It’s like pulling teeth

Having a tooth extracted can be scary for your child — and for you. Knowing what to ask can make the experience less painful.

Note: To help contain the spread of the coronavirus (COVID-19), the American Dental Association currently recommends that dentists postpone elective procedures and provide only emergency dental care. If your child has a tooth extraction scheduled, please contact your local dental office and speak with your dentist to find out what you should do.

A child losing a tooth is usually a joyful affair. Not only does it mean that a new permanent tooth will be arriving soon, it also means that a visit from the Tooth Fairy may be close at hand. Occasionally, your child’s tooth might have to be removed by a dentist.

Having a baby or permanent tooth pulled, or extracted, can be a frightening prospect for both you and your child. However, asking the right questions about extractions can help relieve some of this anxiety. Here are some questions that will help you learn what to expect before, during and after the extraction.

Why is my child’s tooth being extracted?

Cavities are the most common reason for extractions, according to a 2012 study. However, there are many other reasons why your child might need to have a tooth extracted. A baby tooth may need to be extracted when the tooth simply won’t fall out, or if it’s injured or damaged. Injury is also a common reason that a permanent tooth must be removed, as is infection, overcrowding or to prepare for orthodontic treatment.

How will my child’s tooth be removed?

The tooth will be removed by one of two processes: a simple extraction or a surgical extraction.  

• A simple extraction will probably be performed by your dentist, who will use a tool called an elevator to loosen and lift the tooth, and then another tool, called a forceps, to remove it.

• A surgical extraction will be performed by your dentist (or an oral surgeon) in cases where when a tooth has broken under the gumline or has yet to fully emerge. The tooth, and possibly some gum and bone material, will be removed.

Are there alternatives to extraction?

Probably not. If your child’s dentist recommends extraction, it’s most likely because the dentist has determined that the tooth is too decayed or injured to be saved, or that it’s necessary for orthodontic treatment or to allow a permanent tooth to come in. Still, you can ask your dentist whether a less invasive procedure, such as a filling, crown or fluoride treatment, might be an option.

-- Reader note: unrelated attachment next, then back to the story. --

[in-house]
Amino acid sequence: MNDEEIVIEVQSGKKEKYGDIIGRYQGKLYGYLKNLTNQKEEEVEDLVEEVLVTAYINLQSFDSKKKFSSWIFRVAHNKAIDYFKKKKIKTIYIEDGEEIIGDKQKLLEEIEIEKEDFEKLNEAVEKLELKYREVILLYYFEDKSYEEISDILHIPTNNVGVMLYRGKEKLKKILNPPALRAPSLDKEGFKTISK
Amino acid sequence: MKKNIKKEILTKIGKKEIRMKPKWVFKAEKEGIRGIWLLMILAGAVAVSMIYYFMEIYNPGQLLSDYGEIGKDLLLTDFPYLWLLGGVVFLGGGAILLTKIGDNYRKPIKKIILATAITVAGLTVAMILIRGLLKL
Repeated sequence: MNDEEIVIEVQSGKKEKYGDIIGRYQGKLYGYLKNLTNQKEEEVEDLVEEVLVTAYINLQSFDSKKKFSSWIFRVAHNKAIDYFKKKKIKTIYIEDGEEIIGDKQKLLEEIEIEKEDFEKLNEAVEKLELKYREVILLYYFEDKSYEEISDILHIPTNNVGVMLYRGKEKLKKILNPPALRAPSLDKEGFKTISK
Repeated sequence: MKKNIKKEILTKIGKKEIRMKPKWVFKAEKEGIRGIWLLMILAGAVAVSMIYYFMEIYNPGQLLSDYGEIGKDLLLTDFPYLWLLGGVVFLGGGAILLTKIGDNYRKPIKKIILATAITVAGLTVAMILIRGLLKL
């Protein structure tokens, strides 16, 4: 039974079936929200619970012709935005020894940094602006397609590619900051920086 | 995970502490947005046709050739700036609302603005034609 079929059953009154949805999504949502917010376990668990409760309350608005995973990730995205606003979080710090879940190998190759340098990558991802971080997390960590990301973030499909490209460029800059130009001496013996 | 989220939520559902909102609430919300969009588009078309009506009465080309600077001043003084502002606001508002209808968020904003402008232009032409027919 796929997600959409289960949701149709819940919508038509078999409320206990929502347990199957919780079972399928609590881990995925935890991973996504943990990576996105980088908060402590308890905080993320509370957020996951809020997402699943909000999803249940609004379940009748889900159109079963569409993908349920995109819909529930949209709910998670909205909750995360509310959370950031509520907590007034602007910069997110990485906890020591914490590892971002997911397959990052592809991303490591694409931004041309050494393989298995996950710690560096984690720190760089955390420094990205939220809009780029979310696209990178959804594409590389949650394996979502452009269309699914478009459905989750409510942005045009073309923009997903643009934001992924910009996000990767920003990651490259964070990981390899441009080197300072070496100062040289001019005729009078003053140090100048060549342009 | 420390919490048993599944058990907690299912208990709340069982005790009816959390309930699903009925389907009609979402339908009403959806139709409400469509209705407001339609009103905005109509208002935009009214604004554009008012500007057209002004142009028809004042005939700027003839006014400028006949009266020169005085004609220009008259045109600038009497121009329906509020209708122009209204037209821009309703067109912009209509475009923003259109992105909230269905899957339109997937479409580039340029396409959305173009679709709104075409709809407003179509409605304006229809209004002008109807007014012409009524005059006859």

Will my child receive anesthesia?

Probably. During most simple extractions, your dentist will give your child an injection of a local anesthetic to reduce discomfort.

For surgical extractions, and occasionally for simple extractions, your dentist or oral surgeon might give your child a sedative such as nitrous oxide, general anesthesia, or both. Discuss the risks and benefits of these options with your dentist or oral surgeon. The American Dental Association provides a helpful list of questions to ask your dentist about what you should do before, during, and after a procedure in which your child receives anesthesia or sedation. 

How should I care for my child after the procedure?

Be sure to follow all instructions from your dentist or oral surgeon carefully. Here are some tips to help your child heal quickly and comfortably:

• Ensure that your child doesn’t rinse vigorously or drink through a straw for at least 24 hours. While it might seem logical to rinse away as much blood as possible, the blood clot that forms at the extraction site will aid healing and prevent infection.

• Remind your child not to touch the extraction site.

• If the clot doesn’t form or is rinsed away, a painful condition called dry socket might result. If so, report this to your dentist immediately.

• Have your child gently brush and floss his or her teeth daily, but avoid the site of the missing tooth for at least a week. Brushing the tongue can also help eliminate the bad breath and unpleasant taste common after an extraction.

• Give your child a warm saltwater solution to gently gargle with the next day. (Half a teaspoon of salt in 8 ounces of water is recommended.) Your child should do this several times each day to help keep the socket clean.

• Serve soft, healthy foods and cool, non-carbonated beverages. Broth (let cool before serving), yogurt, scrambled eggs and applesauce are all good choices. Avoid nuts, seeds and other foods that can become lodged in the extraction site.

• If your child has swollen cheeks, use an ice pack to reduce swelling and pain. Ask your dentist or oral surgeon how long and how often to use it.

Having a tooth extracted might seem scary, but by asking the right questions, following your dentist’s instructions carefully, and using these tips, your child — and you — will be back to normal in no time.

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